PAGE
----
Snapshots of the last day in Amsterdam shows the area around the St. Lucas Andreas Hospital in the West of the city. Here, locked in-between the highway and the railway, hospitals are mixed with high-rise, construction sites with transportation networks. Territorial transformation, for the trendy and sporty, is at hand.
At least that is what one has to believe while strolling around in the area and seeing the above billboard stating “Wonen op de Stip” [Living on the Point] and “beetje sportief, beetje trendy” [a bit sporty, a bit trendy] under it. Upon checking the website [Dutch only], one understands how potential buyers need to be appealed through mobility:
Residents of the Stip are not sitting still (that’s what we expect). Mobility is therefore perfectly arranged. There are two bridges over the canal Erasmus. Soon you can ride your bike through the reopened bicycle tunnel under the A10 or go by public transport to the center. Within 15 minutes you are on the Dam Square. You park in the garage in the courtyard, so you come home dry and never have to search for a parking spot.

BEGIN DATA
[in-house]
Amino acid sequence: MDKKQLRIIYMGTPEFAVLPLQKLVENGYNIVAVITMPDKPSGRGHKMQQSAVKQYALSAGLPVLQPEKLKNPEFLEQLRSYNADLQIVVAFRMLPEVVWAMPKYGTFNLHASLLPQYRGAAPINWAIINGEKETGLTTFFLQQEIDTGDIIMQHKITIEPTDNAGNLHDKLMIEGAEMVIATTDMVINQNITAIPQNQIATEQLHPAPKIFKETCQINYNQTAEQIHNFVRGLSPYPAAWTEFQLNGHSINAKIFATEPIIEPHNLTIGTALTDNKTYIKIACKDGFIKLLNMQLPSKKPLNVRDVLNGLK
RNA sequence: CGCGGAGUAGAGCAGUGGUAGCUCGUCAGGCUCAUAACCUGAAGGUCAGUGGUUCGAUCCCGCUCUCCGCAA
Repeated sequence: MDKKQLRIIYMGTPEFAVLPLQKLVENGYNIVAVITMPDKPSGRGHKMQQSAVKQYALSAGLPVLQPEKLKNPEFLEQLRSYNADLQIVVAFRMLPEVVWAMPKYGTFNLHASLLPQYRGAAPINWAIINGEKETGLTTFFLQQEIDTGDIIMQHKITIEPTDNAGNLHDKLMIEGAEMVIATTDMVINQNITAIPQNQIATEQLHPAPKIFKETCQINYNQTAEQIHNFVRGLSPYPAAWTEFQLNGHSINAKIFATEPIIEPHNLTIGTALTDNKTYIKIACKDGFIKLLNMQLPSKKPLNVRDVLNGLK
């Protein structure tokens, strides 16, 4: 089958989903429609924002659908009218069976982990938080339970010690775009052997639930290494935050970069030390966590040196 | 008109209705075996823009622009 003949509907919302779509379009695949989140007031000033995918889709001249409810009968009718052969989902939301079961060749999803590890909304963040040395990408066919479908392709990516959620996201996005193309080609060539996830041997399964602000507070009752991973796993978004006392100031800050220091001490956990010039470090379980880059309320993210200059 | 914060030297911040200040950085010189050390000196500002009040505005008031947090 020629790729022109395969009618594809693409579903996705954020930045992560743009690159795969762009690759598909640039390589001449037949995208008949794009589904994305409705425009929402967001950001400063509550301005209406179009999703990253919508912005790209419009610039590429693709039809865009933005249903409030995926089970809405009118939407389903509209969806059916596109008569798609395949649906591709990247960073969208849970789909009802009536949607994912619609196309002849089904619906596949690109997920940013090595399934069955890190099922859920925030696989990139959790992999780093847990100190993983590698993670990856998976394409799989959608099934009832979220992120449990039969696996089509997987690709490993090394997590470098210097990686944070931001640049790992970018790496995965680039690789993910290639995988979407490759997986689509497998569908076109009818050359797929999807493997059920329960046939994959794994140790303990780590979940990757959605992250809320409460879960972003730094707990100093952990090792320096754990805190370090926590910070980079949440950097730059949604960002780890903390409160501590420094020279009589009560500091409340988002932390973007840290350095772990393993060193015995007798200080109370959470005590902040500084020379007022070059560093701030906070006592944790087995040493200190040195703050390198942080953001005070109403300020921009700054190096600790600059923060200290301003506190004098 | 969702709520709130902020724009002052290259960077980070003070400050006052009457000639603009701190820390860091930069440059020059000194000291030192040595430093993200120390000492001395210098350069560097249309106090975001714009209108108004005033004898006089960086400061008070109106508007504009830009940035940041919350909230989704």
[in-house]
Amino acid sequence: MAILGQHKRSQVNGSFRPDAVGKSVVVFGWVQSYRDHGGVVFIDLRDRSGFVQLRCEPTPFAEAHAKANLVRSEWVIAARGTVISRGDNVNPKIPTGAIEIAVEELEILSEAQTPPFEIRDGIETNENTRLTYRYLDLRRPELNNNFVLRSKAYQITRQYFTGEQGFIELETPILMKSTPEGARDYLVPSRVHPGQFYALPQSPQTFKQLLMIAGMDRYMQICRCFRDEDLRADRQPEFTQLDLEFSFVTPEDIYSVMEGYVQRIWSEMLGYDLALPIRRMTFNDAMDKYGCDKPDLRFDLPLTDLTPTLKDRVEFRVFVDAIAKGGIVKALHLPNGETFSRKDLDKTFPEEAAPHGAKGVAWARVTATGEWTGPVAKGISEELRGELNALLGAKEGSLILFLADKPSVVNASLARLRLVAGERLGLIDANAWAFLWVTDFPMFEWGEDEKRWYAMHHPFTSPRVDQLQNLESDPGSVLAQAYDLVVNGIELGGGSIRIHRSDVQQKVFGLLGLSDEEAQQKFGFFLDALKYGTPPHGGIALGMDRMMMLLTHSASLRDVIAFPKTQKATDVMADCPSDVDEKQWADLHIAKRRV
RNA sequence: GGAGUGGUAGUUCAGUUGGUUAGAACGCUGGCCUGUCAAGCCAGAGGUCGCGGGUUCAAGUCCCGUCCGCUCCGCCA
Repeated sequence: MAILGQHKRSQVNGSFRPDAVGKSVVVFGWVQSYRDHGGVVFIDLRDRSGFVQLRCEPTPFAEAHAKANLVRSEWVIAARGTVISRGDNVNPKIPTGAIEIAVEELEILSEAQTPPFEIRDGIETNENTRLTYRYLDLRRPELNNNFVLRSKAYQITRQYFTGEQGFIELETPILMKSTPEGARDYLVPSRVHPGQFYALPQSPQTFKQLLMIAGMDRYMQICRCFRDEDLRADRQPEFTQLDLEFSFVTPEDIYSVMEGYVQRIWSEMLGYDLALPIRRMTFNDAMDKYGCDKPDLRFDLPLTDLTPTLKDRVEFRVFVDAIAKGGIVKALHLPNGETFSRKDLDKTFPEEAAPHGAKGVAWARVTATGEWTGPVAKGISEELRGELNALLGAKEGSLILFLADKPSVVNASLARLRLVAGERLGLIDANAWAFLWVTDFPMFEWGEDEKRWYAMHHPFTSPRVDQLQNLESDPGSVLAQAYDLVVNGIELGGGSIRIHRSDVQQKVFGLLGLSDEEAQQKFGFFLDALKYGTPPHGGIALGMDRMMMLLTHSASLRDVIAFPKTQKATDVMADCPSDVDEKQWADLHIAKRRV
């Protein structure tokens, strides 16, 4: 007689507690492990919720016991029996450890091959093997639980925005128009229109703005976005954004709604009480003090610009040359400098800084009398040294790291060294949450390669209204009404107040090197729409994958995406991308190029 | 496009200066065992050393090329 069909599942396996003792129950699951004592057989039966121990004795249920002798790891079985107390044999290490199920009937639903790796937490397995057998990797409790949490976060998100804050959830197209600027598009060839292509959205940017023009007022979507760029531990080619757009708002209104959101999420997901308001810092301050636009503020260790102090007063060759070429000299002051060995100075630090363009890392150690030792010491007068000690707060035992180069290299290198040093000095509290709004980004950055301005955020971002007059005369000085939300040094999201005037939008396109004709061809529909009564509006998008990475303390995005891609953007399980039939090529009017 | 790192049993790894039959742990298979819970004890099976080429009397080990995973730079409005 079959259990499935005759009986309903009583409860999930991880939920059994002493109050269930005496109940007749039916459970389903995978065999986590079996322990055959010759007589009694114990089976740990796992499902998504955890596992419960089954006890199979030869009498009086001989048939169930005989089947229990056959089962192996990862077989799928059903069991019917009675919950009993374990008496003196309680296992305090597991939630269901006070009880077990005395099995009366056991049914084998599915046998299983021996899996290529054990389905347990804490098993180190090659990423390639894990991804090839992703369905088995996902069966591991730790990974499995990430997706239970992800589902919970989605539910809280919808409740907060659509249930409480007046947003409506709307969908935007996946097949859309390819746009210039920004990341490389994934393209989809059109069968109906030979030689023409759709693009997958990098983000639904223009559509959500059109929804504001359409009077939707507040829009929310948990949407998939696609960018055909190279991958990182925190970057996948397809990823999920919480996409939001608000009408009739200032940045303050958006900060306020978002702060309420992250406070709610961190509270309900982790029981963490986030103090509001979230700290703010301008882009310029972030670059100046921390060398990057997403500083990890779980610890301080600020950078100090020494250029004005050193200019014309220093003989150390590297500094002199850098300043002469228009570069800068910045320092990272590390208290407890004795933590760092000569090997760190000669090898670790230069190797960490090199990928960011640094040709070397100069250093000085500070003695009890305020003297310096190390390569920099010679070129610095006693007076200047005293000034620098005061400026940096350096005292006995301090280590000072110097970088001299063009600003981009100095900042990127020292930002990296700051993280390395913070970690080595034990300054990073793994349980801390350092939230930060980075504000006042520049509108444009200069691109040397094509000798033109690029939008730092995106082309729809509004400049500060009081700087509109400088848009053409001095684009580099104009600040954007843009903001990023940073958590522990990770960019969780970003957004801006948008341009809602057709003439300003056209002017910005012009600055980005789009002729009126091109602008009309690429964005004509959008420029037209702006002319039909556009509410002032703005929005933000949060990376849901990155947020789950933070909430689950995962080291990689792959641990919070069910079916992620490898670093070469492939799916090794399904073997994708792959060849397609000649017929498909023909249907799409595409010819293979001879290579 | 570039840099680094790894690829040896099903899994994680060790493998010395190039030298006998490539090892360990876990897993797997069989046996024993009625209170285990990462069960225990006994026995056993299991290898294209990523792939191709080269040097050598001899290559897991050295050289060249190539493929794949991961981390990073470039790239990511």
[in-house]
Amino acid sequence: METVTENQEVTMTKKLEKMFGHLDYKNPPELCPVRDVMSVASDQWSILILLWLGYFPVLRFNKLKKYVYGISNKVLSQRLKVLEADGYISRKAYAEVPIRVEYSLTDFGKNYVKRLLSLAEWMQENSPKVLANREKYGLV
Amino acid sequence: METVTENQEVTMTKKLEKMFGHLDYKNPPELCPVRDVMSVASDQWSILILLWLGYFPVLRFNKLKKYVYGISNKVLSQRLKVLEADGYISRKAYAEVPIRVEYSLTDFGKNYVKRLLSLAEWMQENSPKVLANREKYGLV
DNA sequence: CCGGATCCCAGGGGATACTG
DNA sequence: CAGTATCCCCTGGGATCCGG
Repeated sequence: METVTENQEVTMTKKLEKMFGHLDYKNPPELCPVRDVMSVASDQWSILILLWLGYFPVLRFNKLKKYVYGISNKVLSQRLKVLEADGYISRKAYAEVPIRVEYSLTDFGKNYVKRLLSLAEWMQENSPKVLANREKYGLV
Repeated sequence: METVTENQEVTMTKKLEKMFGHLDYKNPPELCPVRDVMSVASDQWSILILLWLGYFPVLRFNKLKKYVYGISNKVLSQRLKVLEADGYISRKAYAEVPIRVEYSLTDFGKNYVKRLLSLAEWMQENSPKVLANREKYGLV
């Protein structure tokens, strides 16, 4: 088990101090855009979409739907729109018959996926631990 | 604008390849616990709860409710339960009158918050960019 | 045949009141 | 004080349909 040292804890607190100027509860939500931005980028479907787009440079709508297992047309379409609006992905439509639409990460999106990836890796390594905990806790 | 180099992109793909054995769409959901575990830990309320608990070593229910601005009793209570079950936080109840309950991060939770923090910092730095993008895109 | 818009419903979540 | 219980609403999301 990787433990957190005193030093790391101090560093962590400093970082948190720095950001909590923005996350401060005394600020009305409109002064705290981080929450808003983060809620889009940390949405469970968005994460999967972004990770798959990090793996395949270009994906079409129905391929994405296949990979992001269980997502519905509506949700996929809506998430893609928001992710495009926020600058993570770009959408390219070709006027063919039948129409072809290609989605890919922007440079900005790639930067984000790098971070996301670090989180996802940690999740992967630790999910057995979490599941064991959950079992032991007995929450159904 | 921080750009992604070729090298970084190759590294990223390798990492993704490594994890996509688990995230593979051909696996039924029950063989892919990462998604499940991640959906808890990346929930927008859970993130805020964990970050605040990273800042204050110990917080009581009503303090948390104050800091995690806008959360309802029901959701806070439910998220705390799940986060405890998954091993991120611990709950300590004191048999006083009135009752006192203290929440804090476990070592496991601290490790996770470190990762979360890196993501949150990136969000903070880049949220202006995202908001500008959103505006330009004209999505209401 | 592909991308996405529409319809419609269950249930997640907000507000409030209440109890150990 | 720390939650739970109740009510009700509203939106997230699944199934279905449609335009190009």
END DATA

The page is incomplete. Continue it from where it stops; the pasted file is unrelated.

Speed and transport of the future urban residents are of importance. Movement for those subject to a sequence of urban impressions – by bike, car, foot, train and tram – before arriving in their cocoon. As such the development aspires not to the allure of the static suburban life, but of the dynamic outdoor life:
The good thing about the neighborhood is that you feel like you live somewhere outdoors. There is water (the Erasmusgracht), space, light and greenery. There are sports facilities which moves the area. The atmosphere of Spartan Avenue is not sleepy and dusty, but always fresh and active.
A couple of snapshots of the area around the Stip; a bit of fullness, a bit of emptiness.
Pictures by movingcities.org